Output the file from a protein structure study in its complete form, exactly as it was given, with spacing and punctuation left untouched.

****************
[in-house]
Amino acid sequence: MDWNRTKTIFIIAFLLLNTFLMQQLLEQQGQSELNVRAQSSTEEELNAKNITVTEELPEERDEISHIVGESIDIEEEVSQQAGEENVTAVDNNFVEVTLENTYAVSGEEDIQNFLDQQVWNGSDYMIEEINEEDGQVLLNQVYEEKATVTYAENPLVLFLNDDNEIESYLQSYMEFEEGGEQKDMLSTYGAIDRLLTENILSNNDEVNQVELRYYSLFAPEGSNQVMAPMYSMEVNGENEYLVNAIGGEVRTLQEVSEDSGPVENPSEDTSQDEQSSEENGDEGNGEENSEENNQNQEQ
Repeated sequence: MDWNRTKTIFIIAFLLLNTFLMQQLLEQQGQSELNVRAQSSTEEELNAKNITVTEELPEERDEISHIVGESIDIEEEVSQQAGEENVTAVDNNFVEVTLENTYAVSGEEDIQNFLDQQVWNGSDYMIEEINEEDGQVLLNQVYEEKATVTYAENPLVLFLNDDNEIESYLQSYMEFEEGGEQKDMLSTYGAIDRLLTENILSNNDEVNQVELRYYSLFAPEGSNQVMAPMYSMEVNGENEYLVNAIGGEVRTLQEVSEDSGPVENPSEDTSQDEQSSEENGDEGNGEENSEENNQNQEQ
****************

[in-house]
Amino acid sequence: MDWNRTKTIFIIAFLLLNTFLMQQLLEQQGQSELNVRAQSSTEEELNAKNITVTEELPEERDEISHIVGESIDIEEEVSQQAGEENVTAVDNNFVEVTLENTYAVSGEEDIQNFLDQQVWNGSDYMIEEINEEDGQVLLNQVYEEKATVTYAENPLVLFLNDDNEIESYLQSYMEFEEGGEQKDMLSTYGAIDRLLTENILSNNDEVNQVELRYYSLFAPEGSNQVMAPMYSMEVNGENEYLVNAIGGEVRTLQEVSEDSGPVENPSEDTSQDEQSSEENGDEGNGEENSEENNQNQEQ
Repeated sequence: MDWNRTKTIFIIAFLLLNTFLMQQLLEQQGQSELNVRAQSSTEEELNAKNITVTEELPEERDEISHIVGESIDIEEEVSQQAGEENVTAVDNNFVEVTLENTYAVSGEEDIQNFLDQQVWNGSDYMIEEINEEDGQVLLNQVYEEKATVTYAENPLVLFLNDDNEIESYLQSYMEFEEGGEQKDMLSTYGAIDRLLTENILSNNDEVNQVELRYYSLFAPEGSNQVMAPMYSMEVNGENEYLVNAIGGEVRTLQEVSEDSGPVENPSEDTSQDEQSSEENGDEGNGEENSEENNQNQEQ